It has fascinating music - 12 musical seasons by Leonid Desyatnikov for an enchanting variety of string orchestra and sung chants, and the soprano brought by the Bolshoi, Yana Ivanilova, has the voice of a nightingale, haunting, liquid, deeply stirring. To this inspiring tapestry Ratmansky creates a series of dance episodes involving six couples in different states of love, bookended by a pair whom we see in courtship at the start and about to be married at the end. There gradually builds, through the telling contrast in the dances, a sense of foreboding for the wedding couple, with shades of Les Noces (both Stravinsky’s music and Nijinska’s choreography). The naturalism of the way the boys and girls cluster, mingle, argue, is reminiscent of the best of Mark Morris or Christopher Bruce but the choreography is pure ballet, instinctively full of rich references back and technical enjoyment but vibrantly expressive of modern life. Friday's cast was superb, individualised and unafraid, particularly the passionately involving Anastasia Meskova in red.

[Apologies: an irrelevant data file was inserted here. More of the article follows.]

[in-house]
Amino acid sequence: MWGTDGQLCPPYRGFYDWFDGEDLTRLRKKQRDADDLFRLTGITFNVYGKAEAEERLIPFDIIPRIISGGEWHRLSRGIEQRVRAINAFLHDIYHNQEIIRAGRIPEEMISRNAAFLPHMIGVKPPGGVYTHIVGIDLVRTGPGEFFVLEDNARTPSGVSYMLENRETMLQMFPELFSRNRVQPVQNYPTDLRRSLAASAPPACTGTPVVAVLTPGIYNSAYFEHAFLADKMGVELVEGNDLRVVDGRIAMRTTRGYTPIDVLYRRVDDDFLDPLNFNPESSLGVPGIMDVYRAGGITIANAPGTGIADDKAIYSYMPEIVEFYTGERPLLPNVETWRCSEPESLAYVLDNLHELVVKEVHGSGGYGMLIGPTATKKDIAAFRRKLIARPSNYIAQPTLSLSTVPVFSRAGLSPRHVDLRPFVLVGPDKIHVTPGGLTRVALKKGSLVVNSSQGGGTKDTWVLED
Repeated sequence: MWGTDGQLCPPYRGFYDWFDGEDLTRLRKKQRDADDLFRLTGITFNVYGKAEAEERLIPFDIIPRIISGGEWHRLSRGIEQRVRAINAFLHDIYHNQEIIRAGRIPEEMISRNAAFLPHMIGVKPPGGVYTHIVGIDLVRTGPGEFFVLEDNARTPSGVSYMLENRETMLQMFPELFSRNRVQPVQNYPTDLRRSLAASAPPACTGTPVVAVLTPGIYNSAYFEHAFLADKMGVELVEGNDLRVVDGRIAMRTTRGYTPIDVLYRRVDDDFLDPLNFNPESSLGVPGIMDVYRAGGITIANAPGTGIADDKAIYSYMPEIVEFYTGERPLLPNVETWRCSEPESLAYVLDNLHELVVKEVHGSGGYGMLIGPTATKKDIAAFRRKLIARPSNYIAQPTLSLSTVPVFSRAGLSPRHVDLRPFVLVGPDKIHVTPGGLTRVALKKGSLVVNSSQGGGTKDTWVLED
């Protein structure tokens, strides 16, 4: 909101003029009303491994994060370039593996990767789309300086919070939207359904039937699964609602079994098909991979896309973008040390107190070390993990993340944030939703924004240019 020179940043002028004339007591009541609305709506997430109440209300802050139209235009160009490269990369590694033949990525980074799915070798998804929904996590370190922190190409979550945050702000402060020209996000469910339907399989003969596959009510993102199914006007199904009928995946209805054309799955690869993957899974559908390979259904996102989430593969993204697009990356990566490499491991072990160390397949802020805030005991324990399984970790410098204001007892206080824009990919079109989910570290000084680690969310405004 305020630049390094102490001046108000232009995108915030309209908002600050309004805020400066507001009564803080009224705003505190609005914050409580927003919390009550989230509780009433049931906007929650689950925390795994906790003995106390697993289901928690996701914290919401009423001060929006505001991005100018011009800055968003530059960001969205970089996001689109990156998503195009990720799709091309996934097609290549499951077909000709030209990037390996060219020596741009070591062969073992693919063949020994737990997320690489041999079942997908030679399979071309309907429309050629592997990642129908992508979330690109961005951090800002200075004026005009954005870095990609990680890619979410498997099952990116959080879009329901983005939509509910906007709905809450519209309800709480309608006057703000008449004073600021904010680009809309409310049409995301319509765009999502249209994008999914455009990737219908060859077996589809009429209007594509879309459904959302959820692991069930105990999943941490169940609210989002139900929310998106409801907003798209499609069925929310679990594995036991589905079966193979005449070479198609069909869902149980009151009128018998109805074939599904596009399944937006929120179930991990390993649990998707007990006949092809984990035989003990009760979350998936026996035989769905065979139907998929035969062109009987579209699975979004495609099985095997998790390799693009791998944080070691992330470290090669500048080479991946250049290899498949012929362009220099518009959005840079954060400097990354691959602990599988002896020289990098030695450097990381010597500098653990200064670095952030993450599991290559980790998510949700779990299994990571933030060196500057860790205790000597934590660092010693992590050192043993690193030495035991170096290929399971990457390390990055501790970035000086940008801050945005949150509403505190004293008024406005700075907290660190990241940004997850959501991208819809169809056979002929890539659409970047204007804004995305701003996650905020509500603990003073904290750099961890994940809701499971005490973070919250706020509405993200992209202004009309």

I was very disappointed with the brand-new "restoration" of Petrushka, made from its choreographer Fokine’s notebooks, says Sergei Vikharev, but feeling strangely circusy and heavyhanded, rather than the folkloric and eerie ballet about the secret life of puppets that fascinated Europe in 1911. In this performance, both musically and choreographically every incident emerged like a 19th-century solo number, stagey and overstressed. I wanted Merce Cunningham to come in and iron all the self-consciousness out of them, put some random surprises and serendipity into this excited street scene.
The supernatural little story can’t emerge when the broken straw puppet Petrushka is reeling off double tours and virtuosic leaps, and the ballerina doll performs like a 21st-century competition entrant. Ivan Vasiliev, the magnificent Spartacus and an impressive solo act in Le Corsaire last night (the Pas d’esclaves), has not yet found the imaginative path to turn his athletic body boneless, hopeless, spineless. But Igor Tsvirko’s Moor was amusingly clumsy, his long face mocking himself as he hacked at his coconut with a cardboard scimitar (Tsvirko also caught attention in the Ratmansky). Still, this is a real let-down - Petrushka is such a Russian piece that we expect Russians to show us its spooky genius.